As the number of phishing attacks increases every month, it’s clear that organizations’ current defenses aren’t sufficient. Nearly a quarter of malicious emails pass through spam filters, and once that happens the only thing protecting an organization from disaster is the employee who receives that email. If they click on the attachment or link in the email, they leave their organization exposed to all kinds of malicious software.
This happens a lot, according to Verizon’s 2017 Data Breach Investigations Report, which found that 31% of all data breaches begin with phishing emails.
To mitigate this threat, (ISC)2 says that organizations should phish their own staff. Phishing emails sent to everyone in the company (obviously without the malicious payload) can give those who fall victim a warning, and make them think twice in the future.
Investing in your staff
Wesley Simpson, chief operating officer of (ISC)2, told TechRepublic that although many organizations have some form of cybersecurity awareness program, they are often ineffective and only run once a year.
“Tech leaders need to understand that they are not immune to these spear phishing attacks,” Simpson said. “The sooner they assess where they are, the quicker they can start to fill in the gaps.
“Management usually reacts to money and results. These phishing exercises are inexpensive, and can be done with existing staff. Once you start running them, the numbers speak for themselves.”
This isn’t the first time this strategy has been suggested. In fact, there’s a whole industry of simulated phishing attacks, and in January Forbes wrote: “Regular self-imposed and interactive phishing campaigns give employers the opportunity to safely educate employees without risking the loss of valuable information and data.
“The company, as soon as it detects the incident, can provide the employee with additional hands-on security training on how to identify and report phishing scams.”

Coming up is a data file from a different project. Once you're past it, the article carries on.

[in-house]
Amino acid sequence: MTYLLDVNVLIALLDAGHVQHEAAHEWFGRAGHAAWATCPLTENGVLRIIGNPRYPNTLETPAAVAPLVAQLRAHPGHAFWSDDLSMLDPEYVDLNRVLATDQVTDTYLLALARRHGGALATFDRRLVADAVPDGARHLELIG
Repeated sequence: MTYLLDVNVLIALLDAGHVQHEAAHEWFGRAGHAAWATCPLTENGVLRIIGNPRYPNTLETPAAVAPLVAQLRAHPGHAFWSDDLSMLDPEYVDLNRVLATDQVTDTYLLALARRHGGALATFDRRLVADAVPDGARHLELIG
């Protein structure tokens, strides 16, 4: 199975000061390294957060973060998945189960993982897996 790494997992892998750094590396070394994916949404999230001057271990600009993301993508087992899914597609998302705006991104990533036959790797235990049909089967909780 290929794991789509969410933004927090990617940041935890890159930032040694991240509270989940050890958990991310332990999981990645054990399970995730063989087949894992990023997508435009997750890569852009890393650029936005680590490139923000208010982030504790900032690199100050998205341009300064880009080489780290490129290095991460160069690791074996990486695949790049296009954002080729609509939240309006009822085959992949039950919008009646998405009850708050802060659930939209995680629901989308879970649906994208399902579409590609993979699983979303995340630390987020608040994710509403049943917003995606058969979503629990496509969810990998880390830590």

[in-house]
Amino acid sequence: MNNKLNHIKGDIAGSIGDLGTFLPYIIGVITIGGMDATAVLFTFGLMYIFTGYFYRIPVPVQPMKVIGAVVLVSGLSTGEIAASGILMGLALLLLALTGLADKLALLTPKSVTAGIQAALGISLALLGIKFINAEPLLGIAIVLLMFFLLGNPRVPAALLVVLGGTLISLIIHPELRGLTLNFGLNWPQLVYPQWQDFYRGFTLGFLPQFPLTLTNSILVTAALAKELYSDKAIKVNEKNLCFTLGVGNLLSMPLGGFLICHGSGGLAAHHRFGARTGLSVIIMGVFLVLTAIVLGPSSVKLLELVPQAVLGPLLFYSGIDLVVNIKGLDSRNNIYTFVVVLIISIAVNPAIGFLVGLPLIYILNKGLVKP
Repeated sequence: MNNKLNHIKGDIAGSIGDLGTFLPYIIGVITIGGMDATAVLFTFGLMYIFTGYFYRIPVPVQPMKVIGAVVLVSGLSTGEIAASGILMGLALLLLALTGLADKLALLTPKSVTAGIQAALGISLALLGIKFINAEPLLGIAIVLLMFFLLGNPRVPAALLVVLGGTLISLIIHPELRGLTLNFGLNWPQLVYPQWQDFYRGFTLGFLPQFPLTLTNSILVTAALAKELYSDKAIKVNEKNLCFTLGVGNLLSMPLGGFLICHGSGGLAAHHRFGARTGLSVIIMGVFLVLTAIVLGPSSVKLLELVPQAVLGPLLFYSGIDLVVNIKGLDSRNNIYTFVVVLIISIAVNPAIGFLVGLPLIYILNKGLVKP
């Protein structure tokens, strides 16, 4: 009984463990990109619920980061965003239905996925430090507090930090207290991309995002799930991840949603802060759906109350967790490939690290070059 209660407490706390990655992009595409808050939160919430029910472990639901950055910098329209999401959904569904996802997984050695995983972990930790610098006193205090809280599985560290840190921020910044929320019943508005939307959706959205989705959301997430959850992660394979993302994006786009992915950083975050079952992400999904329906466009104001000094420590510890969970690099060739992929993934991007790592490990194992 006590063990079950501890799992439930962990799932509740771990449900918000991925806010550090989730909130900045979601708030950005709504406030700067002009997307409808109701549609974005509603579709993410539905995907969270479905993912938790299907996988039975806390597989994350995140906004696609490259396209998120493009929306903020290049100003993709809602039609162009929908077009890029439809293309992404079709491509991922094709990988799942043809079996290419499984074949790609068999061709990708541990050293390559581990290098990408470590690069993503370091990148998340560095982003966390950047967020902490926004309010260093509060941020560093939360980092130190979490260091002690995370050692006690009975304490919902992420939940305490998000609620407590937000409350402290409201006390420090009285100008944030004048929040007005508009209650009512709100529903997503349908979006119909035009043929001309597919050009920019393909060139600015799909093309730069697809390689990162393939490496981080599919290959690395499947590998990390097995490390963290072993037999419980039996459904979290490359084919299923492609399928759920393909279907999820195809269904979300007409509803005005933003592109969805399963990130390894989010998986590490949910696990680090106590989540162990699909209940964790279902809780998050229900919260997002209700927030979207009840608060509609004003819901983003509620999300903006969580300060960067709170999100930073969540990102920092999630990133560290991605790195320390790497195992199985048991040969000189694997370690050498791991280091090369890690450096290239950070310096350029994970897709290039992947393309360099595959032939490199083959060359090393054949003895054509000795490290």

Both Forbes and (ISC)2 say that organizations might prefer to hire a third party to produce these benign phishing emails and analyze the results. Forbes writes: “A contractor or outside vendor could present a more realistic scenario for your organization [and it will be] devoid of internal bias (for example, internal IT members may feel conflicted about tricking fellow employees or may accidently mention the test in conversation).”
Simulated phishing with IT Governance
Our Simulated Phishing Attack will establish how vulnerable your organization is to the threat of phishing. The service provides an independent assessment of employee susceptibility, and benchmarks your security awareness campaigns. It can help you to:
- Satisfy compliance and regulatory requirements
- Adapt future testing to areas and employees of greatest risk
- Reduce the number of employee clicks on malicious emails
After conducting this test, you might want to take action and enroll your staff on our Phishing Staff Awareness Course. It will reduce the likelihood of your employees falling victim to such scams by helping them understand how phishing works, the consequences of a successful attack, and how to identify and respond to malicious messages.